This would be a massive disaster, on many levels. What we need is a pragmatic policy aimed at cushioning the descent and at making it as bearable as possible for the common people, without any delusion about what we can do and hope for. This may, and probably will, imply the removal of the present kleptocracy, but this is quite incompatible with the kind of ideological fantasies which generally emerge from apocalyptic feelings.

The first step in avoiding them is to recognize that our actions have only a limited influence upon the fate of the Earth and our delusions of power are just that, delusions. Then we might begin to lead meaningful lives, within the strict bounds set upon us by the laws of Nature.

As for the Earth, well, as Sara Teasdale said :

There will come soft rains and the smell of the ground,
And swallows circling with their shimmering sound;

And frogs in the pool singing at night,
And wild plum trees in tremulous white;

Robins will wear their feathery fire,
Whistling their whims on a low fence-wire;

And not one will know of the war, not one
Will care at last when it is done.

Not one would mind, neither bird nor tree,
If mankind perished utterly;

And Spring herself when she woke at dawn
Would scarcely know that we were gone.


  1. "Thus, the poet Alexander Blok exclaimed after hearing about the sinking of the Titanic : “the ocean is alive !”. In case you wonder, it was an expression of joy."

    Russia's intelligentsia was alone in this regard prior to 1914. See Thomas Mann's character Naphta in "The Magic Mountain".

  2. Have you ever wondered if we (humans, and life on earth) are not some petri-dish experiment of some other intelligence? Maybe like the movie "2001 A Space Odyssey". It's only 10,000 years since northern Europe was under miles of ice. 'Only', I say! Just 100 years since the events that Damien talks about in Russia. To bring it all back to perspective: "it is a tale told by an idiot, full of sound and fury, signifying nothing."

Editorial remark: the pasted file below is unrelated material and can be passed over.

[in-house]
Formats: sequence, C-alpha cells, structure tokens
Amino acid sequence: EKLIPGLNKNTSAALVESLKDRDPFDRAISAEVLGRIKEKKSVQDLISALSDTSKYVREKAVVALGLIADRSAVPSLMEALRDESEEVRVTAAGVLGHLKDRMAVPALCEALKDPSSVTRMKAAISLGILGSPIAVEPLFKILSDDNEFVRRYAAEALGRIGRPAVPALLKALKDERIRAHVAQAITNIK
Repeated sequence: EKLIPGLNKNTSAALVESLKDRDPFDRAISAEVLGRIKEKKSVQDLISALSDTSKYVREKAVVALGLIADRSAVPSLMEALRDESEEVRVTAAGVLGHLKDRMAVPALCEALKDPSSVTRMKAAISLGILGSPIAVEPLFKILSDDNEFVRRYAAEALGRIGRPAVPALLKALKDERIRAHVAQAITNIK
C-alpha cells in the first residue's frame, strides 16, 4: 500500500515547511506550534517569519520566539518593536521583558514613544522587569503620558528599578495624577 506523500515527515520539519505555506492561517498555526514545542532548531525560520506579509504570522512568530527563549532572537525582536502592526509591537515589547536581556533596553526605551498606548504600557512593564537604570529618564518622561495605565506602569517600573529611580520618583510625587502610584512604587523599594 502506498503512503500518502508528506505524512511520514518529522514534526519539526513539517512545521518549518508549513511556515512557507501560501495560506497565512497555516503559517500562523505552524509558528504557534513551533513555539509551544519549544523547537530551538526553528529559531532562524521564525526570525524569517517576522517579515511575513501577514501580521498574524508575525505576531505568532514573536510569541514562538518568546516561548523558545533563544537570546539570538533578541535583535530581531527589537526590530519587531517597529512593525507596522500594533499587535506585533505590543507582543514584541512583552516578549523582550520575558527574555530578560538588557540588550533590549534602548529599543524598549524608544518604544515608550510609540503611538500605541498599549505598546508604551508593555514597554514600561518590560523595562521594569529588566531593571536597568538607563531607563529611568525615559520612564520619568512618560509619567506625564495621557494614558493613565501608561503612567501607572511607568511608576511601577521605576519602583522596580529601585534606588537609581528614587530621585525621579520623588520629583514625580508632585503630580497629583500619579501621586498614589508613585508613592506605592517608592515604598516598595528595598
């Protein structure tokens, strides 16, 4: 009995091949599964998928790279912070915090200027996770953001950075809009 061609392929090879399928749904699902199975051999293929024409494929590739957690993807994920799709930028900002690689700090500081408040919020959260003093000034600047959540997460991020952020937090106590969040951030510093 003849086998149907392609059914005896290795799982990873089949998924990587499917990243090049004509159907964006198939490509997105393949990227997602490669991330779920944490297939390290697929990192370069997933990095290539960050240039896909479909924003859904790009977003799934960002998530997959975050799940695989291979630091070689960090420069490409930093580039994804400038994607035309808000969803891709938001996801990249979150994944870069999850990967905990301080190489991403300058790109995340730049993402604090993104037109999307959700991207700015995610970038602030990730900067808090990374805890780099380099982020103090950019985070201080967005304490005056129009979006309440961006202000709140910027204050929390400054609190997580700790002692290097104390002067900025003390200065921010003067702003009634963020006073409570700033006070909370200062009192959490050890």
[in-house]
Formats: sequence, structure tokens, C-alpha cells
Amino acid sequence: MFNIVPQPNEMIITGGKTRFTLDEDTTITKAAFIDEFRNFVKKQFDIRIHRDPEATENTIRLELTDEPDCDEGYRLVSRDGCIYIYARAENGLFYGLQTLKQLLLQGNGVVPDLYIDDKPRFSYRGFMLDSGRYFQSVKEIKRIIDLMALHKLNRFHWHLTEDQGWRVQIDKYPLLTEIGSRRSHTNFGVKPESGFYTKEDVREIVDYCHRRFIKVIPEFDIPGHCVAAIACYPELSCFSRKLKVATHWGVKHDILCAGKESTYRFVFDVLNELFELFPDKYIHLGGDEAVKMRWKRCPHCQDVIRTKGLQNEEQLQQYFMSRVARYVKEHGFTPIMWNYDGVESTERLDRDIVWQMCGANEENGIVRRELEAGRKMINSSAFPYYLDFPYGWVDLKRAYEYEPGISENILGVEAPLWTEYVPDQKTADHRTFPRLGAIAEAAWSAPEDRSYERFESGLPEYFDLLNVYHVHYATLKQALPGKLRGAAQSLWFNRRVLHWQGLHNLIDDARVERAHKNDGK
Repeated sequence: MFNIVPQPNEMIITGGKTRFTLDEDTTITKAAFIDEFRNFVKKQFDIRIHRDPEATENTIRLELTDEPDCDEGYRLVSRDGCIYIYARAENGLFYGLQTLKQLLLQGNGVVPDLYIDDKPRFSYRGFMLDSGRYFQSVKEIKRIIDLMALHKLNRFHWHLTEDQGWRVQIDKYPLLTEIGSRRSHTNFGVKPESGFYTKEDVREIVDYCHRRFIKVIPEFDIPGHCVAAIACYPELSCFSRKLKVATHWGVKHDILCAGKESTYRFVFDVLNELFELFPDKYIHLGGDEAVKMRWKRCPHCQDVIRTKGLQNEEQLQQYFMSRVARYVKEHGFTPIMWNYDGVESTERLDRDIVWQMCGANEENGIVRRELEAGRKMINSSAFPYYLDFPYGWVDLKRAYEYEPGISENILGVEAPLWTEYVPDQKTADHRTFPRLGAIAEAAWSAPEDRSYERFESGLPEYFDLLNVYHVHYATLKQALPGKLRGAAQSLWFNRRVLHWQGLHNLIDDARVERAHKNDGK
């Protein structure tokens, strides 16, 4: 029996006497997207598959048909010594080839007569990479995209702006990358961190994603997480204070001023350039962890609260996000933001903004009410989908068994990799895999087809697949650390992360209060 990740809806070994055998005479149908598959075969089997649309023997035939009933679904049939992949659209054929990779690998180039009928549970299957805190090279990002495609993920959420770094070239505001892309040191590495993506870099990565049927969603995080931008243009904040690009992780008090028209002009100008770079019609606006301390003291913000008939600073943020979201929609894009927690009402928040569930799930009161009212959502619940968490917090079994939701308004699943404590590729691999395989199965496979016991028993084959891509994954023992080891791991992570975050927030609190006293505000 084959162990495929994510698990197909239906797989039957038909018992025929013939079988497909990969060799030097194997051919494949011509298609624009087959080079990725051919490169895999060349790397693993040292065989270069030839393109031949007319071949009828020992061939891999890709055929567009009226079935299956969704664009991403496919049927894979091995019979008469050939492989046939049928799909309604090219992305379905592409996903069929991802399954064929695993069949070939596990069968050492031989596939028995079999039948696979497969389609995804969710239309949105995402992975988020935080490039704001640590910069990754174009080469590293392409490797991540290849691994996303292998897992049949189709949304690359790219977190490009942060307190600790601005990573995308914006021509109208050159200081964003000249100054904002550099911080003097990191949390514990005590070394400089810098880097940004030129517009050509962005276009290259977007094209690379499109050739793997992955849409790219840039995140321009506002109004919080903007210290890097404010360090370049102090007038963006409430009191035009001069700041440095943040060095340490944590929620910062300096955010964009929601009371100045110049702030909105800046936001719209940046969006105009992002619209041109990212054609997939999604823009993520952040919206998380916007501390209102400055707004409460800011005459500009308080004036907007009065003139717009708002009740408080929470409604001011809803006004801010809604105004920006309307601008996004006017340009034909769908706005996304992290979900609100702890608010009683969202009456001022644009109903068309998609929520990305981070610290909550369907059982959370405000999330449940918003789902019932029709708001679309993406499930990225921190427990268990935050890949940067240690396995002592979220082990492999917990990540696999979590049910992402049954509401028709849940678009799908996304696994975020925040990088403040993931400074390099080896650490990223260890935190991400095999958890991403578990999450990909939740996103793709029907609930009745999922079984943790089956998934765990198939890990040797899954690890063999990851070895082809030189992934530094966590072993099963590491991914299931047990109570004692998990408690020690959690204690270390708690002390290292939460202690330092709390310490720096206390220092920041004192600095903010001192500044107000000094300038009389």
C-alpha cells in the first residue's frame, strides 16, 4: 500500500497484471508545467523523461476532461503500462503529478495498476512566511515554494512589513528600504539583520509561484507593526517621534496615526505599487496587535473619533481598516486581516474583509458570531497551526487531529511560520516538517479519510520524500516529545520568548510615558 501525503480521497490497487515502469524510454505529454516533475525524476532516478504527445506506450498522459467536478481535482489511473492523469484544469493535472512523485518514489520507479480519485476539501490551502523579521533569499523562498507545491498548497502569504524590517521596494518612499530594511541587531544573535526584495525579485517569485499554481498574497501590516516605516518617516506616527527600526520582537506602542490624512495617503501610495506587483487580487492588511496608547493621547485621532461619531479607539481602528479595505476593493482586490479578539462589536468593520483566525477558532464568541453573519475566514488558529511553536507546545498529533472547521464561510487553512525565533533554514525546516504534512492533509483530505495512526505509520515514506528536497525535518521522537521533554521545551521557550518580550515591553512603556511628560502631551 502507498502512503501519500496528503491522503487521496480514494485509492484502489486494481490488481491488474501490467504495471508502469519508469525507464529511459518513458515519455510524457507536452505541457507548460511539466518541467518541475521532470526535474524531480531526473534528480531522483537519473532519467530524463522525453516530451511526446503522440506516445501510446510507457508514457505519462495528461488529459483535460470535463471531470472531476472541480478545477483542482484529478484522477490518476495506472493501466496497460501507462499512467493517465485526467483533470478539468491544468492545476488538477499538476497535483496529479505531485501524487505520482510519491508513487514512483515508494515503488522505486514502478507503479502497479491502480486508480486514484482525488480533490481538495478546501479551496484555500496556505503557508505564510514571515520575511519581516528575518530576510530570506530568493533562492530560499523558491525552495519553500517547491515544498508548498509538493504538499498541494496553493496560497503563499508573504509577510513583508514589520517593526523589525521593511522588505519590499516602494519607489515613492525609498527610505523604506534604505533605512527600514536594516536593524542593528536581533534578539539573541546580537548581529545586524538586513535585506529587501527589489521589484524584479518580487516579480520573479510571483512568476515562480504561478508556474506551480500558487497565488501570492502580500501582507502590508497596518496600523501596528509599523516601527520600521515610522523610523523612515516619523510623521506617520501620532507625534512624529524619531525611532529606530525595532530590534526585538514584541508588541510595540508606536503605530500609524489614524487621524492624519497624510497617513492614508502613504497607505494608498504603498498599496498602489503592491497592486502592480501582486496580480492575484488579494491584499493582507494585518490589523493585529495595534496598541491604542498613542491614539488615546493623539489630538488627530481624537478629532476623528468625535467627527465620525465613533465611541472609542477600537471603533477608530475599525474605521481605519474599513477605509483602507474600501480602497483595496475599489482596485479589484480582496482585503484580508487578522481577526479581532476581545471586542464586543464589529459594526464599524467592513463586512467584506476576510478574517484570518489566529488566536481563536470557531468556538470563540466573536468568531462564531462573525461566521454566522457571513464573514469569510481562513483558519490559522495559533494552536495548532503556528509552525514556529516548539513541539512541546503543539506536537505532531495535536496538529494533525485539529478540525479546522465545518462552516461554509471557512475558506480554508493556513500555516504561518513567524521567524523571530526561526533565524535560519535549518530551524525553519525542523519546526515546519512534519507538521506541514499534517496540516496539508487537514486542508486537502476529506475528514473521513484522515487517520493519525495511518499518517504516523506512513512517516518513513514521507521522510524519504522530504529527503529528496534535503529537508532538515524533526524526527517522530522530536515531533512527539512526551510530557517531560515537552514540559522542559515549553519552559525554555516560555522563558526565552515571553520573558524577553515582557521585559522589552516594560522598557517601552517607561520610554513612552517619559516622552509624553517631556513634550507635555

A friend was recently in Hong Kong. From his hotel window he saw the thousands walking on the pavements 15 floors below. He told me they really, really looked like ants. We think we're bigger and more important than that, though.

  3. Go see the movie "Compliance." This was based on a true story you can find described on Wikipedia. You have been watching the dramatized behavior of real voters. I'm not being facetious - MacDonald's managers vote.

    There is no "humanity" that can properly be called "we." There are no "cultures" that reason and respond to situations to any greater extent than an ant colony. We individual humans are being swept along by forces we do not and cannot control. It is a great source of anxiety and misery for us to think otherwise.

    John Gray's Anatomy (or Straw Dogs) can help orient our thinking in ways that might be helpful. At this point pluralism of the Isaiah Berling variety is probably the best alternative. There are many ways for humans to make a living on this planet and I, for one, think any way that produces the kind of people represented in Compliance deserves to die. It is a culture of zombies. That's why we are so fascinated by the neo-zombie noir. It presents them (us) as sensitive and intelligent creatures.

  4. Jon, you are right, that was a widespread feeling at the time. Yet, the Russian intelligentsia had a particularly bad case of it, with particularly bad results.

    Lizzy, yes I've wondered about that, and then I asked myself where this other intelligence came from, and I realized I had just replaced a problem by another. As for history being meaningless, yes it is, indeed and the universe certainly doesn't care about our fate. We may, however. It is all a question of point of view.

    The problem begins when you think that human history matters to anybody but humans.

    Villager, I haven't seen Compliance, but I have seen other movies with the same theme - I comme Icare or The Wave come to mind. Obedience to authority is not a bug, however, it's a feature, which can be useful in some situations. Like all human impulses, it must be put under controm and not allowed to get out of hand. Problem arise when it is highjacked by a dysfunctionnal culture.